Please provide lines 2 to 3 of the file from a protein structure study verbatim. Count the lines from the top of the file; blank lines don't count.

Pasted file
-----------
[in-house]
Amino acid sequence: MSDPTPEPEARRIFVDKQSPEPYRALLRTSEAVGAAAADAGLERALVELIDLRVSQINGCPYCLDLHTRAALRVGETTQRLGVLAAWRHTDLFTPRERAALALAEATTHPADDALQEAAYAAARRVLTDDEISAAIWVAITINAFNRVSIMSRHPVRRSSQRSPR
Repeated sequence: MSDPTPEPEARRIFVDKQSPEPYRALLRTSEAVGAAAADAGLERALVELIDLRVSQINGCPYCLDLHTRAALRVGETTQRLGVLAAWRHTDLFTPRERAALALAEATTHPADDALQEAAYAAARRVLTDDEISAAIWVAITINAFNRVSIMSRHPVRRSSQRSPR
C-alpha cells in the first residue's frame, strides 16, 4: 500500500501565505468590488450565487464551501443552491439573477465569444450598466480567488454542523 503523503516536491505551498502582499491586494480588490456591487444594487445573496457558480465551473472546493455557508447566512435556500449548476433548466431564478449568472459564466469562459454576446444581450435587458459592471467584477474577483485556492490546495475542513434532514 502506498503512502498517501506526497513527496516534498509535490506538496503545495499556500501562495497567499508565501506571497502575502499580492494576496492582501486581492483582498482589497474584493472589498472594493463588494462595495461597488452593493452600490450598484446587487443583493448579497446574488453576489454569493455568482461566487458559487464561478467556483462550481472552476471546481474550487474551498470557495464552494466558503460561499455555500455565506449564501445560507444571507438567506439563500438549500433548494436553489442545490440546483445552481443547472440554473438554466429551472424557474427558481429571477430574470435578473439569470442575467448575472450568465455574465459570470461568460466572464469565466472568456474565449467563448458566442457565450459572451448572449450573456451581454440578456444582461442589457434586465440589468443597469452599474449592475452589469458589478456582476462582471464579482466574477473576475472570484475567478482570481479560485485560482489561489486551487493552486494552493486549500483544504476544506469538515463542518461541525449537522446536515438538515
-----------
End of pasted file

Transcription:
Amino acid sequence: MSDPTPEPEARRIFVDKQSPEPYRALLRTSEAVGAAAADAGLERALVELIDLRVSQINGCPYCLDLHTRAALRVGETTQRLGVLAAWRHTDLFTPRERAALALAEATTHPADDALQEAAYAAARRVLTDDEISAAIWVAITINAFNRVSIMSRHPVRRSSQRSPR
Repeated sequence: MSDPTPEPEARRIFVDKQSPEPYRALLRTSEAVGAAAADAGLERALVELIDLRVSQINGCPYCLDLHTRAALRVGETTQRLGVLAAWRHTDLFTPRERAALALAEATTHPADDALQEAAYAAARRVLTDDEISAAIWVAITINAFNRVSIMSRHPVRRSSQRSPR